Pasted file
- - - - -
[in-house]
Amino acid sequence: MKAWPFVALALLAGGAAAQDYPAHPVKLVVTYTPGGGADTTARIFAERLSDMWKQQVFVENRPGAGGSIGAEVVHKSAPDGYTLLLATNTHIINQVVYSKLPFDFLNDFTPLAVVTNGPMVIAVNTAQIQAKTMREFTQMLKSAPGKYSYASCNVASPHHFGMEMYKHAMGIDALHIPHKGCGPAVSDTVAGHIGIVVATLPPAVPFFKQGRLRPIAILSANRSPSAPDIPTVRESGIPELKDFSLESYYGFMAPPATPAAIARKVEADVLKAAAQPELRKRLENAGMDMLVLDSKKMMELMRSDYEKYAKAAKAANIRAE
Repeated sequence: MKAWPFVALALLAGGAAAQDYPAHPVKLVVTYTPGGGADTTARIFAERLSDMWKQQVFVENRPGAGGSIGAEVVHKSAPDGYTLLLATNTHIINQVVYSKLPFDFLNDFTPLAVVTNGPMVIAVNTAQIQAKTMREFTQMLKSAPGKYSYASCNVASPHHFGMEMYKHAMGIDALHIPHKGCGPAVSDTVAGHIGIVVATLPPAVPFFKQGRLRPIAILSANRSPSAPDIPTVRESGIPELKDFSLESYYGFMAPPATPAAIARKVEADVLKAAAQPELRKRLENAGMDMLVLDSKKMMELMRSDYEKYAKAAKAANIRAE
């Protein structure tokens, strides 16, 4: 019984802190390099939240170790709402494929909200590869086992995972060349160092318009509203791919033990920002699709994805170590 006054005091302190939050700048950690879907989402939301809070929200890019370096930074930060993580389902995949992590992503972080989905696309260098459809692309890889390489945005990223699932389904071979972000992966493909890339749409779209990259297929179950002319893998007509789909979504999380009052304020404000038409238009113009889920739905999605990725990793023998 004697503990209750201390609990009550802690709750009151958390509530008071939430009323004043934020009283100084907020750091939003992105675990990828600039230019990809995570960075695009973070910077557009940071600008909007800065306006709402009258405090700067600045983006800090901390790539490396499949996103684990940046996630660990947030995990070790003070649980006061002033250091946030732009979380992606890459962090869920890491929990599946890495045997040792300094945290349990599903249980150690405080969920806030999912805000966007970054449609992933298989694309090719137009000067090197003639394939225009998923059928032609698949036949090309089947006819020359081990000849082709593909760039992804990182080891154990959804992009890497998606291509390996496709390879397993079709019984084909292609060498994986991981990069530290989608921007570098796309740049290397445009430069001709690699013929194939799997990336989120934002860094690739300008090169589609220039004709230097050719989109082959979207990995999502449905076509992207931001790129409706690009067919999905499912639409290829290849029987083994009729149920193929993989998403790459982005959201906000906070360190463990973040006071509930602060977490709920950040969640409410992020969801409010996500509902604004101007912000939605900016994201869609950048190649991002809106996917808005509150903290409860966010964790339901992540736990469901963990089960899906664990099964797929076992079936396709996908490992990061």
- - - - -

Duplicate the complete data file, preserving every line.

[in-house]
Amino acid sequence: MKAWPFVALALLAGGAAAQDYPAHPVKLVVTYTPGGGADTTARIFAERLSDMWKQQVFVENRPGAGGSIGAEVVHKSAPDGYTLLLATNTHIINQVVYSKLPFDFLNDFTPLAVVTNGPMVIAVNTAQIQAKTMREFTQMLKSAPGKYSYASCNVASPHHFGMEMYKHAMGIDALHIPHKGCGPAVSDTVAGHIGIVVATLPPAVPFFKQGRLRPIAILSANRSPSAPDIPTVRESGIPELKDFSLESYYGFMAPPATPAAIARKVEADVLKAAAQPELRKRLENAGMDMLVLDSKKMMELMRSDYEKYAKAAKAANIRAE
Repeated sequence: MKAWPFVALALLAGGAAAQDYPAHPVKLVVTYTPGGGADTTARIFAERLSDMWKQQVFVENRPGAGGSIGAEVVHKSAPDGYTLLLATNTHIINQVVYSKLPFDFLNDFTPLAVVTNGPMVIAVNTAQIQAKTMREFTQMLKSAPGKYSYASCNVASPHHFGMEMYKHAMGIDALHIPHKGCGPAVSDTVAGHIGIVVATLPPAVPFFKQGRLRPIAILSANRSPSAPDIPTVRESGIPELKDFSLESYYGFMAPPATPAAIARKVEADVLKAAAQPELRKRLENAGMDMLVLDSKKMMELMRSDYEKYAKAAKAANIRAE
């Protein structure tokens, strides 16, 4: 019984802190390099939240170790709402494929909200590869086992995972060349160092318009509203791919033990920002699709994805170590 006054005091302190939050700048950690879907989402939301809070929200890019370096930074930060993580389902995949992590992503972080989905696309260098459809692309890889390489945005990223699932389904071979972000992966493909890339749409779209990259297929179950002319893998007509789909979504999380009052304020404000038409238009113009889920739905999605990725990793023998 004697503990209750201390609990009550802690709750009151958390509530008071939430009323004043934020009283100084907020750091939003992105675990990828600039230019990809995570960075695009973070910077557009940071600008909007800065306006709402009258405090700067600045983006800090901390790539490396499949996103684990940046996630660990947030995990070790003070649980006061002033250091946030732009979380992606890459962090869920890491929990599946890495045997040792300094945290349990599903249980150690405080969920806030999912805000966007970054449609992933298989694309090719137009000067090197003639394939225009998923059928032609698949036949090309089947006819020359081990000849082709593909760039992804990182080891154990959804992009890497998606291509390996496709390879397993079709019984084909292609060498994986991981990069530290989608921007570098796309740049290397445009430069001709690699013929194939799997990336989120934002860094690739300008090169589609220039004709230097050719989109082959979207990995999502449905076509992207931001790129409706690009067919999905499912639409290829290849029987083994009729149920193929993989998403790459982005959201906000906070360190463990973040006071509930602060977490709920950040969640409410992020969801409010996500509902604004101007912000939605900016994201869609950048190649991002809106996917808005509150903290409860966010964790339901992540736990469901963990089960899906664990099964797929076992079936396709996908490992990061």